BMW Connected+ Ensures Your Car is an Extension of Your Digital World


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BMW is not alone in advancing a seamless connection between its cars and the digital world of its customers. But it wants to be the leader with the pending release of BMW Connected+, the umbrella for a number of services and apps, which essentially turns the car into another smart device.

Connected+ will likely launch in August, and its developers see it as a differentiator for its customers with the host of integrated services and amenities consolidated in the BMW app that taps into a Microsoft computing cloud. You don’t even have to be in the car to be connected to it.

BMW sees Connected+ as a digital bridge between smartphones and automobiles and is rolling it out on vehicles with iDrive 6.0 such as the new 5 Series and X3. The automaker sees this as a springboard to evolve from a carmaker to a tech company offering mobility as well as digital services. BMW is not alone on this path. Ford’s mantra for the past couple years is that it is not a car company but rather a mobility company. The man who led that charge, Mark Fields, was asked to step down as CEO earlier this year.

“We can use digital experiences to differentiate,” said Dieter May, BMW senior vice president in charge of Digital Products and Services. “It’s not just about wheels and engines and rims.”

It’s also a way to keep a vehicle fresh during its lifecycle and a potential moneymaker if premium customers pay for digital services that help make their life easier.

Here is an example of how Connected+ works. Your calendar shows a meeting across town. Before you leave work, share the address from your contacts or directions from Google Maps with BMW Connected+ and launch the app. Because it is integrated with Alexa, ask the personal assistant to tell BMW to remotely turn on the air conditioning so the cabin is nicely cooled by the time you get to it. From your phone, check the 3D view of your car in its parking spot. Meanwhile, the app has calculated when you should leave to arrive on time. Built into the equation is how long it will take to walk to your parking spot and directions while on foot. Connected+ checks if you have enough gas for the trip. If not, it suggests gas stations en route and figures that into the drive time as well.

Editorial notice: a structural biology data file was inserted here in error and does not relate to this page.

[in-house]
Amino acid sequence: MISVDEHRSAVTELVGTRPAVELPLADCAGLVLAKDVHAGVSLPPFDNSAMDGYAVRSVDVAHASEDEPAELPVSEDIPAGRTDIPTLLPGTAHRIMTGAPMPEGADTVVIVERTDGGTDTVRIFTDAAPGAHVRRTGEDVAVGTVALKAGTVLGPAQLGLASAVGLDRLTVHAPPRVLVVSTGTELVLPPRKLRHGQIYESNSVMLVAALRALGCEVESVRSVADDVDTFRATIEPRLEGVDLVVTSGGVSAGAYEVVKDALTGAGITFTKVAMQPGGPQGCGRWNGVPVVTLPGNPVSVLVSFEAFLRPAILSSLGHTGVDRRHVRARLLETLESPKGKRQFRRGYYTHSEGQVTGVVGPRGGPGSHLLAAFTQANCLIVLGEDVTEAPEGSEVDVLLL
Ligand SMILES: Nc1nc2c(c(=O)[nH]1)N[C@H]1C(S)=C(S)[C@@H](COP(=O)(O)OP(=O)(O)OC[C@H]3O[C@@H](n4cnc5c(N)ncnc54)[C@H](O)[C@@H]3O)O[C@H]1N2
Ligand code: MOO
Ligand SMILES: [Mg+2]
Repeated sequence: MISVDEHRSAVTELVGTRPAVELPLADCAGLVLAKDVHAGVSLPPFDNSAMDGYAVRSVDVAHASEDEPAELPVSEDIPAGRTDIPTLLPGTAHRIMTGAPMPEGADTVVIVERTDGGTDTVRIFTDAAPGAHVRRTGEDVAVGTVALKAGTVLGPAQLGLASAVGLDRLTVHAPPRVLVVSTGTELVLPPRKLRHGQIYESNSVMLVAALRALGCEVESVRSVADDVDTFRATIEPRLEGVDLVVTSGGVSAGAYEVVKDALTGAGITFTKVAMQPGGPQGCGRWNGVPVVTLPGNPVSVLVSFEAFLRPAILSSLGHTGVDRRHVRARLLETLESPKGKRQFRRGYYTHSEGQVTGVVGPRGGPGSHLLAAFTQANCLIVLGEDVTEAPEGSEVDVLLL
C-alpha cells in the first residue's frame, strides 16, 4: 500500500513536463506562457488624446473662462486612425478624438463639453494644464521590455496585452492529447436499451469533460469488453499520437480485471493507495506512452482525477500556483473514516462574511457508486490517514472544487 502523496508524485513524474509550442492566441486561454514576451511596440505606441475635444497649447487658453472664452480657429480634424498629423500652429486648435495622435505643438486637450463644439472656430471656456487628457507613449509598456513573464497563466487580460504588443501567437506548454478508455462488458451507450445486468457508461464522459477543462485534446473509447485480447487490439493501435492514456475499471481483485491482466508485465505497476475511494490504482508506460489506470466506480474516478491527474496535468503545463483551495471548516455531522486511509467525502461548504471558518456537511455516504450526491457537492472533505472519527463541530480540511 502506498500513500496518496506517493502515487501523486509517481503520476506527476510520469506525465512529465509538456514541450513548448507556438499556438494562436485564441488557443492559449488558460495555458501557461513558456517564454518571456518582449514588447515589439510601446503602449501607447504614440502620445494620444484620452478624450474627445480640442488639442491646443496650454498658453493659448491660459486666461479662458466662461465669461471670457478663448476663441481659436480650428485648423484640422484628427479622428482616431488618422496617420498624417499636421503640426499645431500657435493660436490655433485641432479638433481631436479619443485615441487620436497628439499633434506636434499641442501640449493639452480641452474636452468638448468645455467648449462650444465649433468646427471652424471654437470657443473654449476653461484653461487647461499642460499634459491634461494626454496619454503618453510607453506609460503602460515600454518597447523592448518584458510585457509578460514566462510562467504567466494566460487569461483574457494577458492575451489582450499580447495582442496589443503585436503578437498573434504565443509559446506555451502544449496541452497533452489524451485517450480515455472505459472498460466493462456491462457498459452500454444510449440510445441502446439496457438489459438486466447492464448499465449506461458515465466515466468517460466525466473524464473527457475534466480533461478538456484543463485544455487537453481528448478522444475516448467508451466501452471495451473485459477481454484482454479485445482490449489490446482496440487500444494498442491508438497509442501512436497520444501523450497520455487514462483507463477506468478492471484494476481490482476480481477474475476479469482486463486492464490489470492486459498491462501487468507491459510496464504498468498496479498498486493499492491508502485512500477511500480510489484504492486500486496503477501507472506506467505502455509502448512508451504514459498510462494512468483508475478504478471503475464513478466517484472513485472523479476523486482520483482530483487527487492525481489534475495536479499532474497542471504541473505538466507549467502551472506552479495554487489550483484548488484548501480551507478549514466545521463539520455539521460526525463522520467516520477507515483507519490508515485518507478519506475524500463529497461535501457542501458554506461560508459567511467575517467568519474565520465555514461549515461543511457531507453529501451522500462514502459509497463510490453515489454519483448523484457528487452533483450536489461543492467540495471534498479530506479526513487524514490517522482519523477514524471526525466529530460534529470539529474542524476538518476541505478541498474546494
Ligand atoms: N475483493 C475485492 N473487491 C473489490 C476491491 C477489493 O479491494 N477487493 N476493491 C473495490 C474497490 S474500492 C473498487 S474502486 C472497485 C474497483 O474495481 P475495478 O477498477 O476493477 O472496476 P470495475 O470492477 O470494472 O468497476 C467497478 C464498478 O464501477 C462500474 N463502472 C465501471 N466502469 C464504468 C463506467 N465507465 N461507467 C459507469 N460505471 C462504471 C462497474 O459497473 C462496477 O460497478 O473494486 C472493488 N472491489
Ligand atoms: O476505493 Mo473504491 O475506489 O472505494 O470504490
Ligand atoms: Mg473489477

Once in the car, where your phone pairs automatically, the touchscreen becomes a command center. With a tap, you can share your trip with the people you are meeting so they can track your arrival or receive automatically generated text updates on your journey. When you get a warning of traffic or heavy rain ahead, they can see the adjusted time of arrival. Get your own trip summary after you arrive. It was a feature initially for electric vehicles to gauge charge levels, but customers with regular engines asked for it too.

Because half of BMW customers are businesspeople, this fall Connected+ will add Skype for voice-only access to virtual meetings and Microsoft Exchange to have emails or appointments on the main screen and read aloud. Voice recognition helps compose replies, said May.

Smartwatches, personal assistants, computers, and other devices all sync with BMW Connected+, and the information goes with you from one BMW to another because all owners have a BMW ID with their digital profile that includes personalized vehicle settings such as radio or navigation presets and mobility patterns.